In the early 1950s, Reggie Simms mended damaged books so they could remain in circulation at the Purcellville Library. But he was not allowed to check them out for personal use.
For two decades after it opened in 1937, the library was open only to white patrons. Simms and other African Americans were excluded until the library was desegregated on April 9, 1957.
On Saturday, the library will mark the 60th anniversary of that milestone with “Cross the Line,” a day-long program focusing on the desegregation of public facilities in Loudoun County. Simms will join other African Americans from that era in sharing memories of the cultural shifts in Loudoun as segregation died a slow death in the 1950s and ’60s.
When Sandra Kovacs Stein noticed that ravens were building a nest on the Purcellville water tower near her home, she began taking pictures of them.
Karen Schaufeld would watch eagles carry fish and other small creatures back to their nest on her property near Leesburg.
Cheryl Somers Aubin was moved by a newspaper story about a Callery pear tree that somehow survived the attacks of Sept. 11, 2001, and was buried under the rubble of New York’s twin towers.
During a celebration of local authors and food sources at the Cascades Library in Potomac Falls on June 18, the three women told of how the majesty and mystery of nature inspired them to write their books for children. They were among more than two dozen writers who participated in the first “Eat Local, Read Local” event, which helped kick off the library system’s summer reading program.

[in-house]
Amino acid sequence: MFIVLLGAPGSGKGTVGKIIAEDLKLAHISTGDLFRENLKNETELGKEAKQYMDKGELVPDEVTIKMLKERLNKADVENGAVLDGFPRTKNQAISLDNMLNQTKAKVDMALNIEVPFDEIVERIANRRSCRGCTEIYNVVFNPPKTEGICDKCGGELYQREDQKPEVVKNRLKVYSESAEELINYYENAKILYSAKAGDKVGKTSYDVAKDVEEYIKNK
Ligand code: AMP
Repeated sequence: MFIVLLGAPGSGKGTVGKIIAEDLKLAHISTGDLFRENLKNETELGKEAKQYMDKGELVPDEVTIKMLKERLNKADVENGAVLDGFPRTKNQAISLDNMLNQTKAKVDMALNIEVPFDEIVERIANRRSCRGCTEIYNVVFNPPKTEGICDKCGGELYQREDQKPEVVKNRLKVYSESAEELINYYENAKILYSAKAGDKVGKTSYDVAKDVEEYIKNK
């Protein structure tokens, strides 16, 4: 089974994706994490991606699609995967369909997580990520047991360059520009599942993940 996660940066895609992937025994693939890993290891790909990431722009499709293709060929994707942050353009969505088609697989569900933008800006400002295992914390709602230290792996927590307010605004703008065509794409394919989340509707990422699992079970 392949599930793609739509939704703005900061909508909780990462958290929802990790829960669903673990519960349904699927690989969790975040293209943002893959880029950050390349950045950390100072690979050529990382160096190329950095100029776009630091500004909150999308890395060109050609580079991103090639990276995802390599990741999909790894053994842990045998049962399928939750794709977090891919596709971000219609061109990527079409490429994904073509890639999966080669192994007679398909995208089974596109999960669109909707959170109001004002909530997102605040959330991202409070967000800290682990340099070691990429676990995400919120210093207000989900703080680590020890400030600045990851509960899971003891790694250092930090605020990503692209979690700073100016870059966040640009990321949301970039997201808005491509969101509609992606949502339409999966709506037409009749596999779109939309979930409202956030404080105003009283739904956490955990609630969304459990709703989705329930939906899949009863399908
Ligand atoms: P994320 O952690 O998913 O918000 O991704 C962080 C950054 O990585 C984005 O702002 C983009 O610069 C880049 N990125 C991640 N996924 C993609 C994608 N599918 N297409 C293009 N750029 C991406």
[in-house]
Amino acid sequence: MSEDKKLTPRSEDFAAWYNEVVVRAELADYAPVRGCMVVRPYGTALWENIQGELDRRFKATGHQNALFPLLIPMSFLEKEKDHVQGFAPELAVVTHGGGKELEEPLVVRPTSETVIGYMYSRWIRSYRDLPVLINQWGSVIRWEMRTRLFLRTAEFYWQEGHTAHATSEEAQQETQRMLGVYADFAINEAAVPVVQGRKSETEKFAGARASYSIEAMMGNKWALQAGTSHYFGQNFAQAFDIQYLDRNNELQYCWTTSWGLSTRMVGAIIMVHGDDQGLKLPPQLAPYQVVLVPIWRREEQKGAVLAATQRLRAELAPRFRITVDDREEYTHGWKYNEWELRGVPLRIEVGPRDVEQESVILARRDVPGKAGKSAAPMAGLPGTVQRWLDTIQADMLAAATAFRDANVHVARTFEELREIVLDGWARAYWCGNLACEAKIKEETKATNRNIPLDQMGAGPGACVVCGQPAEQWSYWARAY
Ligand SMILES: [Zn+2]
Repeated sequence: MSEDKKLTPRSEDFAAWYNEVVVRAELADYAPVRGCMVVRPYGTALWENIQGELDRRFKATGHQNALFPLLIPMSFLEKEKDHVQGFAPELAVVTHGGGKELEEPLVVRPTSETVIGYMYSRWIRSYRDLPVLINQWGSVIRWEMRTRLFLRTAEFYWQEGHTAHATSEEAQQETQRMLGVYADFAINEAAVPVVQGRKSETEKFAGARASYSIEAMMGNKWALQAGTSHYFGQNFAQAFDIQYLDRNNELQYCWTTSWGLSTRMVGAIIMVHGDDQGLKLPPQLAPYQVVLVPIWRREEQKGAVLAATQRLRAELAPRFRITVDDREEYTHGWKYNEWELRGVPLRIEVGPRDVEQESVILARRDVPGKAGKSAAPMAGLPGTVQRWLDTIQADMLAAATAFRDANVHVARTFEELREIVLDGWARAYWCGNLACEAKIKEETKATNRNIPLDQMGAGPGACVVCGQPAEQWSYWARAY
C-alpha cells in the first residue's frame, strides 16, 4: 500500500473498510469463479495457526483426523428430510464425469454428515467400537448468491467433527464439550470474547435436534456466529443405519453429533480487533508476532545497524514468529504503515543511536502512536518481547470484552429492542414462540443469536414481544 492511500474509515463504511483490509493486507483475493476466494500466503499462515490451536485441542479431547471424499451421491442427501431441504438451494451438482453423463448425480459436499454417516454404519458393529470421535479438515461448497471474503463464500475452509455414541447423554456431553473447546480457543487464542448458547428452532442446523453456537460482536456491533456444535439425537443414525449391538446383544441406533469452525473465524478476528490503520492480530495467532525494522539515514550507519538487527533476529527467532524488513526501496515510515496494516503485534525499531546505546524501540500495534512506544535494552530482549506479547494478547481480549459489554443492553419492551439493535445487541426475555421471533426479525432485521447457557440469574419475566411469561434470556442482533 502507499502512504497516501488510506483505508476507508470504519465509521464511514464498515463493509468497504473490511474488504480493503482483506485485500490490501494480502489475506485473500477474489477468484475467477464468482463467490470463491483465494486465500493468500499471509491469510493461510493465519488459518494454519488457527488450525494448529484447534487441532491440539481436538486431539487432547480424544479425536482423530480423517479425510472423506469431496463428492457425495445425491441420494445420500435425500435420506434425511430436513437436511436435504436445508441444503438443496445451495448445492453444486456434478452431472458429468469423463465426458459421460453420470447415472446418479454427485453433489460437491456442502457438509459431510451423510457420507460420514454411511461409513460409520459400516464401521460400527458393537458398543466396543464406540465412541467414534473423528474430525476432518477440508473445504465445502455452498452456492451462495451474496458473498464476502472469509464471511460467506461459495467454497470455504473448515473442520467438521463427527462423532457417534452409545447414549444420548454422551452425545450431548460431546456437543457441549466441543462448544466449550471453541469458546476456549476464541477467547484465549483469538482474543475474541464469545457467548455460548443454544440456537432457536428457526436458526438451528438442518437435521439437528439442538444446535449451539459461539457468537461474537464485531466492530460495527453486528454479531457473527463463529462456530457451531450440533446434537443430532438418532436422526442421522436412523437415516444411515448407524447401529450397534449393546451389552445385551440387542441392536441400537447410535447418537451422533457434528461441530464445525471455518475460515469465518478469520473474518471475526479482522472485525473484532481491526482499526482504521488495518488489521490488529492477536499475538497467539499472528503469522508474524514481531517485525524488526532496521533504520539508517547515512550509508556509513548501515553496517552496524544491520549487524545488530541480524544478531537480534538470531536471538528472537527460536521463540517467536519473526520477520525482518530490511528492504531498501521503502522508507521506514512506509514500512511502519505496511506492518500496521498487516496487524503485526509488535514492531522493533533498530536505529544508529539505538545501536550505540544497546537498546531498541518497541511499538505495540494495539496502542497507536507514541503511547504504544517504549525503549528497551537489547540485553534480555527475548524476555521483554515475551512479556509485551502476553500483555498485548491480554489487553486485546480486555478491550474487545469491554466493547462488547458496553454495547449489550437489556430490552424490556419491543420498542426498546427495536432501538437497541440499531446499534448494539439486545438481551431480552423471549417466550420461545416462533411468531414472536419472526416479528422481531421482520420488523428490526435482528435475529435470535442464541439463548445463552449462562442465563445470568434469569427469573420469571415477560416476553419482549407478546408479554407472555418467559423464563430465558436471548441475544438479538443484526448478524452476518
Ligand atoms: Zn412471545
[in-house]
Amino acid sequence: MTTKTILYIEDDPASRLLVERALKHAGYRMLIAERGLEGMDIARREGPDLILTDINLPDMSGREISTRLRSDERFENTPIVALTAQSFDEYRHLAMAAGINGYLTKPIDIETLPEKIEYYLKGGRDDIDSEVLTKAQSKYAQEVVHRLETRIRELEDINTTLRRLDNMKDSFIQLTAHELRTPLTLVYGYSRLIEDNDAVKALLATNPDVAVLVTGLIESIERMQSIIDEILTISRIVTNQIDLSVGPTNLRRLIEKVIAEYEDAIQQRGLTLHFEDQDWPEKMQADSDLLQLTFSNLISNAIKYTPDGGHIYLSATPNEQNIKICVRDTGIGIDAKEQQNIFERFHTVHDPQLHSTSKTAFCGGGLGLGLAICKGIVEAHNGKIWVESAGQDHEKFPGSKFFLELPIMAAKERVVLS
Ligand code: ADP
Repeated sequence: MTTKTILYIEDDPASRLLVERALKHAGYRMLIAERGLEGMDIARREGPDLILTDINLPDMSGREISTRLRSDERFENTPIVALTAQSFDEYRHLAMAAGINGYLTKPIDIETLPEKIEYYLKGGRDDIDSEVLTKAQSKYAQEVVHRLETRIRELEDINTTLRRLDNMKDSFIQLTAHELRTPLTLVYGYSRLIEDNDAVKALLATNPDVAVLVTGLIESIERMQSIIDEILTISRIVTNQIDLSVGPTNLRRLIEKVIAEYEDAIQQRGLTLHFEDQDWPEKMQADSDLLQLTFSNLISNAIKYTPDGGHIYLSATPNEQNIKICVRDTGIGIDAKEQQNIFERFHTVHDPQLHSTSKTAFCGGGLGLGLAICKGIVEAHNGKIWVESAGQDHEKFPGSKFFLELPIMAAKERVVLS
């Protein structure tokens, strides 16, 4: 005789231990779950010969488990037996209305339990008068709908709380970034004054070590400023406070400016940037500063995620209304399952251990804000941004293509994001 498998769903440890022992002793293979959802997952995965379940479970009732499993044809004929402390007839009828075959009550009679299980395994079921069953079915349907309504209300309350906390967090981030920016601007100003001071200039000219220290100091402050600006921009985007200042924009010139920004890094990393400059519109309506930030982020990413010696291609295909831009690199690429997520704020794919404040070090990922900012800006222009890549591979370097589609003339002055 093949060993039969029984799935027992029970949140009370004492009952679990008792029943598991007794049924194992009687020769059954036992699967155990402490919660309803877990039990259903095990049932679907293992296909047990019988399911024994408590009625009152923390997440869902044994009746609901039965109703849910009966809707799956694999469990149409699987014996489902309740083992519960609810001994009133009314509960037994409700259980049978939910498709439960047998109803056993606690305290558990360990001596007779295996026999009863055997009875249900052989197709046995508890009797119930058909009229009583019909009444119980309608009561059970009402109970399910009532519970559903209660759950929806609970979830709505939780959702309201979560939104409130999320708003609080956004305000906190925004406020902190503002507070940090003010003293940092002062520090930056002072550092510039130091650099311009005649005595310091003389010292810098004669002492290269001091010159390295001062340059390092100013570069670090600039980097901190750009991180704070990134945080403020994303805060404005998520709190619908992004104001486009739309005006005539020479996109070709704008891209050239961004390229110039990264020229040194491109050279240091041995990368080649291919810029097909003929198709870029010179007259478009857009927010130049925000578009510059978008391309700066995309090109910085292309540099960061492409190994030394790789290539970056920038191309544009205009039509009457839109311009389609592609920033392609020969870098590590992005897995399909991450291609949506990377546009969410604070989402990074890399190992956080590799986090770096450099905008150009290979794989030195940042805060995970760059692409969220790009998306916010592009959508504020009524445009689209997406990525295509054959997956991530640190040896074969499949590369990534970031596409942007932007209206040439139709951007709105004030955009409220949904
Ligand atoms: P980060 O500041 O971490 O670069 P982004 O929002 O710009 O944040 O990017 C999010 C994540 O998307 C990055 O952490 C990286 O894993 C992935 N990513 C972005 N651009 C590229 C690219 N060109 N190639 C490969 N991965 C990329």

Three Republican supervisors joined three Democrats to approve a $2.46 billion budget that slightly raises the real property tax rate but falls about $16.9 million short of the school board’s request. The school board is now considering options for closing the gap.
Members of Write by the Rails, the Prince William County chapter of the Virginia Writers Club, constructed the tiny library. It will be mounted in front of the New School, which is slated to open this fall in the old post office building on Church Street in Old Town Manassas.
More than 400 people stopped by the Community Room at the Bull Run Regional Library in Manassas last weekend to see an assortment of model trains chugging through miniature villages, over bridges and past man-made mountains and forests.